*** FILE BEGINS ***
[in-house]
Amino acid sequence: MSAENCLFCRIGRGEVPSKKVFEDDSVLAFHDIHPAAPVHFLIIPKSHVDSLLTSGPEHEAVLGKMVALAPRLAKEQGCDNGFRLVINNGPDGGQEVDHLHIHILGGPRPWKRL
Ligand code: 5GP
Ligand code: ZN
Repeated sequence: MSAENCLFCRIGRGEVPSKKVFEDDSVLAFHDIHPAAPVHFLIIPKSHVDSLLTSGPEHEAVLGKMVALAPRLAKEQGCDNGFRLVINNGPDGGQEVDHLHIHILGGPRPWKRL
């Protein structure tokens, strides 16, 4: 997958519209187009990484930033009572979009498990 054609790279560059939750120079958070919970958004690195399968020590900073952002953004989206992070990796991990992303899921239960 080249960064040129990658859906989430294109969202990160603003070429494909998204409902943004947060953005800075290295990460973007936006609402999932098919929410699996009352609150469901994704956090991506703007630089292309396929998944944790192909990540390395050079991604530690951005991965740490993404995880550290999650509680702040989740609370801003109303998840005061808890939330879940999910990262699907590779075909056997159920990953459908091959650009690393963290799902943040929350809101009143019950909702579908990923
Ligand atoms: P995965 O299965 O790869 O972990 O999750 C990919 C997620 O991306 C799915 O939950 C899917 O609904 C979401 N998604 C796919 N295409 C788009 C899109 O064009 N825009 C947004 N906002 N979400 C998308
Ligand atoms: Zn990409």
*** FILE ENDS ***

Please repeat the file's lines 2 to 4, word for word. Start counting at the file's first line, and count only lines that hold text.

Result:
Amino acid sequence: MSAENCLFCRIGRGEVPSKKVFEDDSVLAFHDIHPAAPVHFLIIPKSHVDSLLTSGPEHEAVLGKMVALAPRLAKEQGCDNGFRLVINNGPDGGQEVDHLHIHILGGPRPWKRL
Ligand code: 5GP
Ligand code: ZN